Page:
Public reaction[edit]

A petition had been launched asking the International Astronomical Union (IAU) to name the companion Gallifrey, after the homeworld of the Doctor on the British science fiction series Doctor Who. The petition had gathered over 139,000 signatures. In January 2014, however, it was agreed by the IAU not to accept the petition's goal to name it Gallifrey, as the petition did not follow the public policy of the IAU that a discussion between the public and IAU should be started before naming any spatial entity, and that this policy was not respected.[7][8][9]

In 2009, IAU stated that it had no plans to assign names to extrasolar planets, considering it impractical.[10] However, in August 2013 the IAU changed its stance, inviting members of the public to suggest names for exoplanets.[11]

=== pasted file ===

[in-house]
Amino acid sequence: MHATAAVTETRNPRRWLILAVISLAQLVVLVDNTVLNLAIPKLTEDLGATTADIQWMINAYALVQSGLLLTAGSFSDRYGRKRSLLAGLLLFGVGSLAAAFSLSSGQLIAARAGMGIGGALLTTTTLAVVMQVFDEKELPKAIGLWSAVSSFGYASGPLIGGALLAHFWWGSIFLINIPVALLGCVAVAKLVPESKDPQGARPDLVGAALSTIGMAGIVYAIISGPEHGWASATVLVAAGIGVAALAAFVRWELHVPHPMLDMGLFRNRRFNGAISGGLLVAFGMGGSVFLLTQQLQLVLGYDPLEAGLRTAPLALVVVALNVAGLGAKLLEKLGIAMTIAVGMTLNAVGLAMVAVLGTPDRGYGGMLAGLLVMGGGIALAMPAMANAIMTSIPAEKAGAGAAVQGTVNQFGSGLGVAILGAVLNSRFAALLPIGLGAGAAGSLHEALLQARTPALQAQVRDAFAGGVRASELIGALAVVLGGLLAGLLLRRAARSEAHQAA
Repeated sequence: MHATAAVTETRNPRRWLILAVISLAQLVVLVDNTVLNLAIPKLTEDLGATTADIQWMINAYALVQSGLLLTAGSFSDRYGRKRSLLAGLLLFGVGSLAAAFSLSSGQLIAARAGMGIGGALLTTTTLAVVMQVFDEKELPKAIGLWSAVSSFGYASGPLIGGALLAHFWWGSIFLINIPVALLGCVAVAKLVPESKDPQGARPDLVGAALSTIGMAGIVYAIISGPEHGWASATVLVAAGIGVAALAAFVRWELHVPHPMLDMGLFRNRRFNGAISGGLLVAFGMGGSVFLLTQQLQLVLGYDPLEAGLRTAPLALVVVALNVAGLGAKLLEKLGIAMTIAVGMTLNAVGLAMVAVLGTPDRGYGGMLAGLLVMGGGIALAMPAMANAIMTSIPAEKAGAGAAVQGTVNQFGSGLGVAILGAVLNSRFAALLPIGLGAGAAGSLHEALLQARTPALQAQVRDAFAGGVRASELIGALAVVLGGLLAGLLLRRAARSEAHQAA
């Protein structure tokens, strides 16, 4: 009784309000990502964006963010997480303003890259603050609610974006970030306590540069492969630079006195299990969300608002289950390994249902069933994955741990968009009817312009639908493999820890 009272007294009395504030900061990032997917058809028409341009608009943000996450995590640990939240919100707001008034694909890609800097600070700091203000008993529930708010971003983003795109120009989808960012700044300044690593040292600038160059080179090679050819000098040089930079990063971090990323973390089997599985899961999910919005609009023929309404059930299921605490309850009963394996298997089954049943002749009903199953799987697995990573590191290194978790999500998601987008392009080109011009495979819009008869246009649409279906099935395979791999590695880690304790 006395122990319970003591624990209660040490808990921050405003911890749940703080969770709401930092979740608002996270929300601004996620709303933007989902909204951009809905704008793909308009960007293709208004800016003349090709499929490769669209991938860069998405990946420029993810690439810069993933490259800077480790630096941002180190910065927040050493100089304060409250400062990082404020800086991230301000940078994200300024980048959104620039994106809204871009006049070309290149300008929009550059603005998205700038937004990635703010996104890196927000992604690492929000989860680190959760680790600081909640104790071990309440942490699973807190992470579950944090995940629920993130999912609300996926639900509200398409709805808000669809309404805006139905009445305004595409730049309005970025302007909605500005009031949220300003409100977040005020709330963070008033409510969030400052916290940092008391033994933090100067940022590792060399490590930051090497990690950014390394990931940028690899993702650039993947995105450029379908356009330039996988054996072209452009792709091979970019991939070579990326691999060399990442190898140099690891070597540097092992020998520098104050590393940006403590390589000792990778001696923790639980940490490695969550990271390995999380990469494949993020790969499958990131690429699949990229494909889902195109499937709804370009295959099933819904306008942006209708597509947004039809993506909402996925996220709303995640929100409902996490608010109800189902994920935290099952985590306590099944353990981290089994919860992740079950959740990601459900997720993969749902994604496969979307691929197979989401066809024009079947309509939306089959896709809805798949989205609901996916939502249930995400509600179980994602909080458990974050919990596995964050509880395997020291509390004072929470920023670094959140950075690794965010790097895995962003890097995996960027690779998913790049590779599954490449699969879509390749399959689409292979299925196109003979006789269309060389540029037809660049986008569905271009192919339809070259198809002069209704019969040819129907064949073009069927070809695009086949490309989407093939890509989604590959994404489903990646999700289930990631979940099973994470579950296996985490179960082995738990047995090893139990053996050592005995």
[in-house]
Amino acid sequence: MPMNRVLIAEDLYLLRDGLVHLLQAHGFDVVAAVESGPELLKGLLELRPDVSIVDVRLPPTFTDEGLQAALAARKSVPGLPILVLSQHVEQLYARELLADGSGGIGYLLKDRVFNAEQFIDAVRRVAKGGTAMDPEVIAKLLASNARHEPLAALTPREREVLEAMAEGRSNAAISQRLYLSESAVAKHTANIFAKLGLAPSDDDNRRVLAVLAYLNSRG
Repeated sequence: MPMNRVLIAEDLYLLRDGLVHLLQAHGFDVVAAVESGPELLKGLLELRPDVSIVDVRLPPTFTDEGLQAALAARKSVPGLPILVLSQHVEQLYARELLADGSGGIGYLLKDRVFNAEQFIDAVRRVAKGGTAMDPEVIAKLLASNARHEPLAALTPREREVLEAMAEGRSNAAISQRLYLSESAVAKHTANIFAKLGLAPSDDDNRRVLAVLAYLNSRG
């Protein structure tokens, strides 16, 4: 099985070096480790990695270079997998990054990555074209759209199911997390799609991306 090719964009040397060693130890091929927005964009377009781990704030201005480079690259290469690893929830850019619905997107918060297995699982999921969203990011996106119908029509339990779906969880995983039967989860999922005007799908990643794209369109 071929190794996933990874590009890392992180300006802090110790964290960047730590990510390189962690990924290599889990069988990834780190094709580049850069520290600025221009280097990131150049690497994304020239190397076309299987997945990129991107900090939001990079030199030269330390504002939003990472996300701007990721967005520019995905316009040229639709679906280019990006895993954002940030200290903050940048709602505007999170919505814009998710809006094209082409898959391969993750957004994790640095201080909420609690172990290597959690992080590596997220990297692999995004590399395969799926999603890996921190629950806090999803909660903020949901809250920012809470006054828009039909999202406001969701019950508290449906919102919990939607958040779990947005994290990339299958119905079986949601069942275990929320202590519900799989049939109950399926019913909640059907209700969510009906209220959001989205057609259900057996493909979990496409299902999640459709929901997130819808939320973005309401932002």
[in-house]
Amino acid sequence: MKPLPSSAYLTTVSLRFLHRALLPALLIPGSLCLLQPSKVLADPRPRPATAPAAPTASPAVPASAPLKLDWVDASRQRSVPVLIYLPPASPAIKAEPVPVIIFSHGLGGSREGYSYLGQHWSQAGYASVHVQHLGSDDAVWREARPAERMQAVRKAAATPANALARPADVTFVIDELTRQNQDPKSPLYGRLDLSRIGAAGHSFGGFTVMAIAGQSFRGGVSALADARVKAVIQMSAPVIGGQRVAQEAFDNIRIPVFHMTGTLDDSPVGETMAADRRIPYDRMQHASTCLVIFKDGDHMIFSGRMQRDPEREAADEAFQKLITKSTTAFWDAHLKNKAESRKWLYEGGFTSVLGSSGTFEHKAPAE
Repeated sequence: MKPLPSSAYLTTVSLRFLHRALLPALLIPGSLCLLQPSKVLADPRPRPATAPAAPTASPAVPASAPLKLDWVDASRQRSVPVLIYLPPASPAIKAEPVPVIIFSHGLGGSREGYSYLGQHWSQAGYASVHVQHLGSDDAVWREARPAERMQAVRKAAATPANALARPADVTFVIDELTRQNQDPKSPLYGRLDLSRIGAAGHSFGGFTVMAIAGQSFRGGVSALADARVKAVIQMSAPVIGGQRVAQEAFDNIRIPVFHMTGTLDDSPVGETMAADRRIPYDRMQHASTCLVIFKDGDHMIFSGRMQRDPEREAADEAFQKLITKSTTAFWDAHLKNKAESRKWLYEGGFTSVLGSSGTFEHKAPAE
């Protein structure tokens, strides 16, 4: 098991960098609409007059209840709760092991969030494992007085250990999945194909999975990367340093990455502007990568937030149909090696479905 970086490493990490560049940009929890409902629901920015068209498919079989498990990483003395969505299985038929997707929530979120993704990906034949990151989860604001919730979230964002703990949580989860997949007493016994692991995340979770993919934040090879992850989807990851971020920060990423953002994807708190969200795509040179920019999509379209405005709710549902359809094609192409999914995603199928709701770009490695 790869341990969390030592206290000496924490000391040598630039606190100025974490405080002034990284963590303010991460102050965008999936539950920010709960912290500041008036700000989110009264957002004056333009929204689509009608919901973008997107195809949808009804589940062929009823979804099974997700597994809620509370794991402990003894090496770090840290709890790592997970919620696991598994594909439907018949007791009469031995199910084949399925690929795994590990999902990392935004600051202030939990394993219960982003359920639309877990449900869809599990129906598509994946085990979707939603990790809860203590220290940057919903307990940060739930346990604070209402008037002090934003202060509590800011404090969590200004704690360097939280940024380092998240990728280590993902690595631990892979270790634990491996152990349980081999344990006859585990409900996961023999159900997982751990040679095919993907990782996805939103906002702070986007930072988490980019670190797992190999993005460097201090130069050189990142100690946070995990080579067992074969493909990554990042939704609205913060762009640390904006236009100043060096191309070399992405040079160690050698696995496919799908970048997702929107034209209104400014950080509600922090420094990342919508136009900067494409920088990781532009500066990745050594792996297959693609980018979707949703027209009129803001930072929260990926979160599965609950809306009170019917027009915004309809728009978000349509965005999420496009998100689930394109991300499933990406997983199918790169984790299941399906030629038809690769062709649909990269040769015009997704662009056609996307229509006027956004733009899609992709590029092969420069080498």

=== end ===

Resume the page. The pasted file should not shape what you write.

See also[edit]


  1. ^ This distance is about 22 times the separation of Neptune from the Sun, or about 2/3 that of Sedna at aphelion.
  2. ^ The unresolved debris disk of HD 106906 is believed to extend from radii of about 20 AU to an outer limit of no more than 120 AU, based on the disk's apparent temperature of 95 K (−178 °C; −289 °F), the star's spectral type, and other properties. The disk's infrared emission appears to be close to that of a black body.[3]


  1. ^ a b c "HD 106906b: Unique Super-Jupiter Exoplanet Discovered". Sci-News.com. December 6, 2013. Retrieved December 8, 2013. 
  2. ^ a b c d e f g h i "Planet HD 106906 b". Extrasolar Planets Encyclopaedia. Retrieved December 8, 2013.